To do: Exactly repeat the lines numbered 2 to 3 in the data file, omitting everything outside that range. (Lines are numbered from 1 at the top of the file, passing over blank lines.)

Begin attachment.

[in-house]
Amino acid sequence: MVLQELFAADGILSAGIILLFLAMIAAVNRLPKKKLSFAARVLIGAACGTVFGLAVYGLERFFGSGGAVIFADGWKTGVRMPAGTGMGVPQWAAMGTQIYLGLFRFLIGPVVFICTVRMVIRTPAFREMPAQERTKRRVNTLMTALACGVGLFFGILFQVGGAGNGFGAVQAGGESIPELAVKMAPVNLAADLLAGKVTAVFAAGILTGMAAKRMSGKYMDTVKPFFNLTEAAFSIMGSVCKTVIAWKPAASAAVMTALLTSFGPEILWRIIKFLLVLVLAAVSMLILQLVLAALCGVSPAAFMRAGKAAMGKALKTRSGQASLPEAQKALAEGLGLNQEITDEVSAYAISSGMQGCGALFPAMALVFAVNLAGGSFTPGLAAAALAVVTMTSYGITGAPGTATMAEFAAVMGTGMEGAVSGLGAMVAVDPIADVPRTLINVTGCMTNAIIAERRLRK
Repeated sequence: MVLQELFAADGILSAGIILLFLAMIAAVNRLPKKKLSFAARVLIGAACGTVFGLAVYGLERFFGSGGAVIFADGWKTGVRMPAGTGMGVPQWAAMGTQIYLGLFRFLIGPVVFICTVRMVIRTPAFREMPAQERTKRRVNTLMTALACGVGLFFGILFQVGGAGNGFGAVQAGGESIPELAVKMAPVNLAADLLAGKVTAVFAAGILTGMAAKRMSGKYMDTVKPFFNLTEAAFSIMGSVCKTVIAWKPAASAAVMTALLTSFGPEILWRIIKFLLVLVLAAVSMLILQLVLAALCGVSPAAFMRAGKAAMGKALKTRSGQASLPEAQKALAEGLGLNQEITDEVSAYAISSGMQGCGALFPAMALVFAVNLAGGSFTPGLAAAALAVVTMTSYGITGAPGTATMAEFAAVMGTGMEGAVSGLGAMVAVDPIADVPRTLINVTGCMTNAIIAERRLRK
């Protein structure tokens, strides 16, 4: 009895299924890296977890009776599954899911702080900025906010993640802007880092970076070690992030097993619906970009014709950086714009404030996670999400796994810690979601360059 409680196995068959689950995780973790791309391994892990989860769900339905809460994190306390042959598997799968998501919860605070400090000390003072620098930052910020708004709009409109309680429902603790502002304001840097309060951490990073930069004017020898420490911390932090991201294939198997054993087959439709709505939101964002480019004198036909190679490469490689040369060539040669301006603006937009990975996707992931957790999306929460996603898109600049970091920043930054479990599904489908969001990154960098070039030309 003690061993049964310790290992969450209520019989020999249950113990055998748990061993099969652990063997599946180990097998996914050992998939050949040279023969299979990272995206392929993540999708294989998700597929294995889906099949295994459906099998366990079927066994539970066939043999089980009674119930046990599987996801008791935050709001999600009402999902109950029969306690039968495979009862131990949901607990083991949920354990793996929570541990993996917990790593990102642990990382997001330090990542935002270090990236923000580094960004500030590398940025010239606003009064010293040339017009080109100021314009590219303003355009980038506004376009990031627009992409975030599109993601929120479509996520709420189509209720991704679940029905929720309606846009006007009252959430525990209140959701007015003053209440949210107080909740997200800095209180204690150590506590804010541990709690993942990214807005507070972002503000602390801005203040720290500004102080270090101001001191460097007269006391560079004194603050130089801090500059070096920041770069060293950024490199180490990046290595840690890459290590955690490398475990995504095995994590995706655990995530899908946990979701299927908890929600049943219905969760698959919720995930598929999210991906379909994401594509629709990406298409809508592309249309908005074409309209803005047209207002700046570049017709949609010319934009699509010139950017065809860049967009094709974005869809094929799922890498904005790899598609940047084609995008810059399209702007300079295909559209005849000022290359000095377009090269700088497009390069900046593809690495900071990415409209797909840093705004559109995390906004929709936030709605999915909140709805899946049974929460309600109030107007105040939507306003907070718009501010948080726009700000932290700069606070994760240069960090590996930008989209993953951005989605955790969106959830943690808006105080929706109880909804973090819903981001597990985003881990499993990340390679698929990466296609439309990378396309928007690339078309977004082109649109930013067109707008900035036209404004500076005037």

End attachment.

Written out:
Amino acid sequence: MVLQELFAADGILSAGIILLFLAMIAAVNRLPKKKLSFAARVLIGAACGTVFGLAVYGLERFFGSGGAVIFADGWKTGVRMPAGTGMGVPQWAAMGTQIYLGLFRFLIGPVVFICTVRMVIRTPAFREMPAQERTKRRVNTLMTALACGVGLFFGILFQVGGAGNGFGAVQAGGESIPELAVKMAPVNLAADLLAGKVTAVFAAGILTGMAAKRMSGKYMDTVKPFFNLTEAAFSIMGSVCKTVIAWKPAASAAVMTALLTSFGPEILWRIIKFLLVLVLAAVSMLILQLVLAALCGVSPAAFMRAGKAAMGKALKTRSGQASLPEAQKALAEGLGLNQEITDEVSAYAISSGMQGCGALFPAMALVFAVNLAGGSFTPGLAAAALAVVTMTSYGITGAPGTATMAEFAAVMGTGMEGAVSGLGAMVAVDPIADVPRTLINVTGCMTNAIIAERRLRK
Repeated sequence: MVLQELFAADGILSAGIILLFLAMIAAVNRLPKKKLSFAARVLIGAACGTVFGLAVYGLERFFGSGGAVIFADGWKTGVRMPAGTGMGVPQWAAMGTQIYLGLFRFLIGPVVFICTVRMVIRTPAFREMPAQERTKRRVNTLMTALACGVGLFFGILFQVGGAGNGFGAVQAGGESIPELAVKMAPVNLAADLLAGKVTAVFAAGILTGMAAKRMSGKYMDTVKPFFNLTEAAFSIMGSVCKTVIAWKPAASAAVMTALLTSFGPEILWRIIKFLLVLVLAAVSMLILQLVLAALCGVSPAAFMRAGKAAMGKALKTRSGQASLPEAQKALAEGLGLNQEITDEVSAYAISSGMQGCGALFPAMALVFAVNLAGGSFTPGLAAAALAVVTMTSYGITGAPGTATMAEFAAVMGTGMEGAVSGLGAMVAVDPIADVPRTLINVTGCMTNAIIAERRLRK